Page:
If you haven't had the chance to bug me these last few days, you're probably not aware of what happened in my slice of land (or air, as the case may be). My friend Diana says what I experienced was only a taste of what's happening in the evacuation centers all over the region. I suppose a taste is all one needs to have a change in perspective.
Twenty-nine floors up is where I live, and for four days our family had no water and no elevator. (On Sunday there was no light in the stairwell. Which made Isis say that Resident Evil has finally come to us.) My mom had recently been diagnosed of osteoporosis so there was no convincing her to go down a dark stairwell. (Eventually succeeded getting her to come down by saying it was Sunday and people had to go to mass. Padded the reason with "We have to buy extra drinking/washing water or else," "There's water in the Eastwood mall ladies room; let's brush our teeth," and "We have to EAT.") Four days into the exercise, my mom has made friends with nearly everybody we bump into going up or coming down; she takes so much delight in shocking people about having to go all the way up to the 29th floor.
I learned to bathe using one tumbler of water, soap and a face towel. Knowing how hard it is to carry the water all the way up makes taking a bath with so little a less painful experience. My dad insists his discovery of freshening up with alcohol is the more antiseptic way to go about personal hygiene. I maintain that alcohol with water rubbed furiously on the skin is poisonous. Thank God the situation didn't last long enough to prove one of us right.
Because life goes on, I couldn't leave my work undone. So, I learned to squeeze everything in the morning (before going down for more water and other errands that we manage to remember to do). Can you imagine finding yourself, with your shins throbbing, on the first floor of the building, grinding your teeth to powder because you have gone down to get water but have just belatedly realized that you'd forgotten to bring the bottle? (Insert Luke Skywalker's response to Darth Vader's "Luke, I am your father.") I couldn't leave the house without putting my hand in all my pockets more than once. It's silly; but it's serious business.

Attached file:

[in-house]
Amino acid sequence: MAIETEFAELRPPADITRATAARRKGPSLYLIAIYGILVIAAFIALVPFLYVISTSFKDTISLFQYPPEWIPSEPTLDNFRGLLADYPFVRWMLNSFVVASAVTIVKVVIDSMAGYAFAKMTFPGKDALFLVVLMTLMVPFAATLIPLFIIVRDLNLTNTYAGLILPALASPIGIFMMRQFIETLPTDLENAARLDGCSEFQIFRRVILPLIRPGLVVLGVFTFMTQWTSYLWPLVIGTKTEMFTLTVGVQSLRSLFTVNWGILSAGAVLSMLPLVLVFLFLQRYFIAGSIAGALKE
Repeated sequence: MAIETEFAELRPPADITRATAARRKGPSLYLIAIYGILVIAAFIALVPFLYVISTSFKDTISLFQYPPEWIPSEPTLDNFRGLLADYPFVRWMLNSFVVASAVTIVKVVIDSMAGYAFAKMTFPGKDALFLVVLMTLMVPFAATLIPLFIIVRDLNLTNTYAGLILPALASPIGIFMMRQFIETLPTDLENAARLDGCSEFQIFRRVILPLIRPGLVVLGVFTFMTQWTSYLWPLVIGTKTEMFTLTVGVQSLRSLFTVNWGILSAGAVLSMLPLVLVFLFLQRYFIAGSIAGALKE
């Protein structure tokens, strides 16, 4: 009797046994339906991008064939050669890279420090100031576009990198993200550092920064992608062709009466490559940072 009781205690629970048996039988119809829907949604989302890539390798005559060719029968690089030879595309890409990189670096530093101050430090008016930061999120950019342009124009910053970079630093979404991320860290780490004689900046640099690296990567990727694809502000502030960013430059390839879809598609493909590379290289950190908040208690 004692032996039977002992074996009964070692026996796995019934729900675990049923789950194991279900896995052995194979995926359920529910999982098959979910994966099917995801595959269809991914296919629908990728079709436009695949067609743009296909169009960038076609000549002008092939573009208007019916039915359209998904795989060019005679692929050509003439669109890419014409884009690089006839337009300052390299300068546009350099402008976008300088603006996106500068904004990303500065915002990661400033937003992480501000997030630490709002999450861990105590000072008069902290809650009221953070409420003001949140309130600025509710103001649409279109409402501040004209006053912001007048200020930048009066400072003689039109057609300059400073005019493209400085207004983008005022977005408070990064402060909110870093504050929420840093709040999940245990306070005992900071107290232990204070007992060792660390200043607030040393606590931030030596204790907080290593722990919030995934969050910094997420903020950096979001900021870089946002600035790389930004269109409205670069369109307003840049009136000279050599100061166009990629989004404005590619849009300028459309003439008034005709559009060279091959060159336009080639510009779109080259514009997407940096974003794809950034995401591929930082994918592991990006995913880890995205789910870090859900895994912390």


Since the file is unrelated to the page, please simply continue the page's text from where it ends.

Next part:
Then there's the bringing up of two huge grocery bags filled with bottled water. I told a friend that if I had died carrying that load up 29 floors, I would've been the poster child for "Maraming namamatay sa maling akala." I really thought my parents left all that water in the lobby for me to carry (I was the only one left downstairs that day); so I flexed my muscles and carried them. When I got up, my mom said she had left the water there for a janitor to carry because my dad isn't young and sprightly enough to carry that weight all the way up. Now my mom calls me superwoman.
When the going gets tough, people learn that they're stronger than they first thought. There's even a lot more strength left over to think of other people. Come to think of it, I guess I wouldn't have survived that solo climb (I keep forgetting I had my laptop with me too!) had I not made all those stops every 2 or 3 floors. And in those stops, I thought about how little my exhaustion was compared to that big event at Calvary... how little it really is, compared!
The best weapons in tough times can only be prayer and a cheerful disposition. Energy, too, but most of that already comes with prayer. A rosary always does the trick... but when you don't have one at the moment, there's offering up one's muscle aches, blue fingers, waterfall sweat and heavy breathing as prayer. And, upon reaching the top, prayer doesn't really end... after that sweet drink of cold water (which by now you have every right to drink), one must not forget to say the famous magic words: "Thank you!"